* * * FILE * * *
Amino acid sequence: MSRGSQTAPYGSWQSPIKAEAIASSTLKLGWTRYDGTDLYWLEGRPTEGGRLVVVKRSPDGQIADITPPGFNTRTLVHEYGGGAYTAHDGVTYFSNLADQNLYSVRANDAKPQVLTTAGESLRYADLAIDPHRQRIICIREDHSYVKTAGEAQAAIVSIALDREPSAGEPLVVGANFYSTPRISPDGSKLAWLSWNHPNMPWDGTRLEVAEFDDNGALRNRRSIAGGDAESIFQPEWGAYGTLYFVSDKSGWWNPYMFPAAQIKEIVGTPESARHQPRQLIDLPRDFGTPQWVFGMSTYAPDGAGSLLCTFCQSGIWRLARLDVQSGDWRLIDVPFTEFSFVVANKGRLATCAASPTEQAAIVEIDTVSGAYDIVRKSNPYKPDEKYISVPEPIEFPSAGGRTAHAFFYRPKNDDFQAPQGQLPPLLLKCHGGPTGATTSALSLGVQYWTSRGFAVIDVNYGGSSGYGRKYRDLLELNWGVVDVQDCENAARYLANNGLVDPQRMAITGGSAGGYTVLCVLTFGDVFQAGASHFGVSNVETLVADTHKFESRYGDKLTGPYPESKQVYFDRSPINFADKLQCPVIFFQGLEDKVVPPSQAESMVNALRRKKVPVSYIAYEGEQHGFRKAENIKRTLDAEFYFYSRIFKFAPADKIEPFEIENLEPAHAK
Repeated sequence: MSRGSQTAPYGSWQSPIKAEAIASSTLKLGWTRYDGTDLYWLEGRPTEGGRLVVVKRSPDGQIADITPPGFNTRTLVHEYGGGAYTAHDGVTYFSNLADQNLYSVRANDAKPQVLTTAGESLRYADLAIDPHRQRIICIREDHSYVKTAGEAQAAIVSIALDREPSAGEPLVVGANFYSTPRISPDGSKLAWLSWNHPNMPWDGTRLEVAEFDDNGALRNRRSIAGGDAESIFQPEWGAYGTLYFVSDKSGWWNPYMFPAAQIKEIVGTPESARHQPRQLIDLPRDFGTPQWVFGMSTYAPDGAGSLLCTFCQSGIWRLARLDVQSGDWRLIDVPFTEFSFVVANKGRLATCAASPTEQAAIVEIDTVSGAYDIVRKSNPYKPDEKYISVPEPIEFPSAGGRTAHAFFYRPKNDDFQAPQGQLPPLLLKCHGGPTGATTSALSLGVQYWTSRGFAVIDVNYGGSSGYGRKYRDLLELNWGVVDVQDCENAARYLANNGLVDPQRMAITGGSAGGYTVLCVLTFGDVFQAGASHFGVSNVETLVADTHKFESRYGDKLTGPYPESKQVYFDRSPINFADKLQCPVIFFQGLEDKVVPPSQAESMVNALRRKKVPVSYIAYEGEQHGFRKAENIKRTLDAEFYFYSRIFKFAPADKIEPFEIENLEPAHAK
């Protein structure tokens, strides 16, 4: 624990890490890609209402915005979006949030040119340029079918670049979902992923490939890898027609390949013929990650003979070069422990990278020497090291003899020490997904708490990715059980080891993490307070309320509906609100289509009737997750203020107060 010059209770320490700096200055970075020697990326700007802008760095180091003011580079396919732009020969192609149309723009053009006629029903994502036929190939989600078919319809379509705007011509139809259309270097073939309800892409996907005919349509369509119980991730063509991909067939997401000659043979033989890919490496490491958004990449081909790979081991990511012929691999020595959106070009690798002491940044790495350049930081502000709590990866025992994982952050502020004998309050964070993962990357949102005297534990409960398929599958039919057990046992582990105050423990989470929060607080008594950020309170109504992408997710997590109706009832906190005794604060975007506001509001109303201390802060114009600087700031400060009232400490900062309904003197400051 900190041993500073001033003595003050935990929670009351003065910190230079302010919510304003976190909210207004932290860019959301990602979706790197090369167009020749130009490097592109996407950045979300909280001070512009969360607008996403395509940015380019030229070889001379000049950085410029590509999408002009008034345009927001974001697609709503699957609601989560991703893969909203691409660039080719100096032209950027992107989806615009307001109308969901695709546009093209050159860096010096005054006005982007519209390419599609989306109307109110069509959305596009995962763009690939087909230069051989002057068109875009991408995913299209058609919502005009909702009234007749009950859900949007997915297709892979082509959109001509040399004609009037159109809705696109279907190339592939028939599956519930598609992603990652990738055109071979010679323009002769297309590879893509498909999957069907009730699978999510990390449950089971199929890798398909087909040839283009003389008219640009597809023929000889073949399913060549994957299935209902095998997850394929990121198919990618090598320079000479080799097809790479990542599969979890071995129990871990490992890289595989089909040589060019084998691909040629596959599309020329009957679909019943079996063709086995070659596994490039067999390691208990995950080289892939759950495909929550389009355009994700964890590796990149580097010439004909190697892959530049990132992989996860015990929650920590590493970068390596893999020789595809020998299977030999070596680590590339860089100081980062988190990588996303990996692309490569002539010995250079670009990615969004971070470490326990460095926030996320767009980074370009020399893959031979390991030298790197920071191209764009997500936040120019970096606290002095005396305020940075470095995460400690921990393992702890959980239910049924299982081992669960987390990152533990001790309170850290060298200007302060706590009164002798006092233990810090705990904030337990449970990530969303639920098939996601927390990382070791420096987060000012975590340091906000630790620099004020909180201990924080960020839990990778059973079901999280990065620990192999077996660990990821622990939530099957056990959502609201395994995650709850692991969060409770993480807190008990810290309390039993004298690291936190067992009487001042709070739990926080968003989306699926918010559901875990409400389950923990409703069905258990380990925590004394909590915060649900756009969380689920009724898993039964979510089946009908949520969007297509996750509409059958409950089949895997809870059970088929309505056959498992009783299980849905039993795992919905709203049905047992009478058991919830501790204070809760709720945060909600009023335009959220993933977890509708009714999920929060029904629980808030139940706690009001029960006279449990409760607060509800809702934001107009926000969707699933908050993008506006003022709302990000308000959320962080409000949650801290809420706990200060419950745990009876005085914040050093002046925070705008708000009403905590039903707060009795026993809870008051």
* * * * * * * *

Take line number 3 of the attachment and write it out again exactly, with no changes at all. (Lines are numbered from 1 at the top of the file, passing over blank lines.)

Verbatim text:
């Protein structure tokens, strides 16, 4: 624990890490890609209402915005979006949030040119340029079918670049979902992923490939890898027609390949013929990650003979070069422990990278020497090291003899020490997904708490990715059980080891993490307070309320509906609100289509009737997750203020107060 010059209770320490700096200055970075020697990326700007802008760095180091003011580079396919732009020969192609149309723009053009006629029903994502036929190939989600078919319809379509705007011509139809259309270097073939309800892409996907005919349509369509119980991730063509991909067939997401000659043979033989890919490496490491958004990449081909790979081991990511012929691999020595959106070009690798002491940044790495350049930081502000709590990866025992994982952050502020004998309050964070993962990357949102005297534990409960398929599958039919057990046992582990105050423990989470929060607080008594950020309170109504992408997710997590109706009832906190005794604060975007506001509001109303201390802060114009600087700031400060009232400490900062309904003197400051 900190041993500073001033003595003050935990929670009351003065910190230079302010919510304003976190909210207004932290860019959301990602979706790197090369167009020749130009490097592109996407950045979300909280001070512009969360607008996403395509940015380019030229070889001379000049950085410029590509999408002009008034345009927001974001697609709503699957609601989560991703893969909203691409660039080719100096032209950027992107989806615009307001109308969901695709546009093209050159860096010096005054006005982007519209390419599609989306109307109110069509959305596009995962763009690939087909230069051989002057068109875009991408995913299209058609919502005009909702009234007749009950859900949007997915297709892979082509959109001509040399004609009037159109809705696109279907190339592939028939599956519930598609992603990652990738055109071979010679323009002769297309590879893509498909999957069907009730699978999510990390449950089971199929890798398909087909040839283009003389008219640009597809023929000889073949399913060549994957299935209902095998997850394929990121198919990618090598320079000479080799097809790479990542599969979890071995129990871990490992890289595989089909040589060019084998691909040629596959599309020329009957679909019943079996063709086995070659596994490039067999390691208990995950080289892939759950495909929550389009355009994700964890590796990149580097010439004909190697892959530049990132992989996860015990929650920590590493970068390596893999020789595809020998299977030999070596680590590339860089100081980062988190990588996303990996692309490569002539010995250079670009990615969004971070470490326990460095926030996320767009980074370009020399893959031979390991030298790197920071191209764009997500936040120019970096606290002095005396305020940075470095995460400690921990393992702890959980239910049924299982081992669960987390990152533990001790309170850290060298200007302060706590009164002798006092233990810090705990904030337990449970990530969303639920098939996601927390990382070791420096987060000012975590340091906000630790620099004020909180201990924080960020839990990778059973079901999280990065620990192999077996660990990821622990939530099957056990959502609201395994995650709850692991969060409770993480807190008990810290309390039993004298690291936190067992009487001042709070739990926080968003989306699926918010559901875990409400389950923990409703069905258990380990925590004394909590915060649900756009969380689920009724898993039964979510089946009908949520969007297509996750509409059958409950089949895997809870059970088929309505056959498992009783299980849905039993795992919905709203049905047992009478058991919830501790204070809760709720945060909600009023335009959220993933977890509708009714999920929060029904629980808030139940706690009001029960006279449990409760607060509800809702934001107009926000969707699933908050993008506006003022709302990000308000959320962080409000949650801290809420706990200060419950745990009876005085914040050093002046925070705008708000009403905590039903707060009795026993809870008051």